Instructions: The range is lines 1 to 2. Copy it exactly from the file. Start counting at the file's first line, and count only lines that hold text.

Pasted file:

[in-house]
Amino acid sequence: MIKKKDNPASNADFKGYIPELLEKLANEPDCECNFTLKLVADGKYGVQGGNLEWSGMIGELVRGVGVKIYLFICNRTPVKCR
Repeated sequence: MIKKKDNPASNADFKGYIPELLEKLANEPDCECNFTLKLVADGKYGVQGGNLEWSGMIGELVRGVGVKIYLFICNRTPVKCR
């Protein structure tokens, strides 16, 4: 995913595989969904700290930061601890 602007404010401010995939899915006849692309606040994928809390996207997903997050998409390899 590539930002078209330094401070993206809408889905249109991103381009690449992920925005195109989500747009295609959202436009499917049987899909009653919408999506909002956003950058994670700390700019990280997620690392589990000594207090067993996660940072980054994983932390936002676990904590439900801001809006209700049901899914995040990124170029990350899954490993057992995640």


[in-house]
Amino acid sequence: MIKKKDNPASNADFKGYIPELLEKLANEPDCECNFTLKLVADGKYGVQGGNLEWSGMIGELVRGVGVKIYLFICNRTPVKCR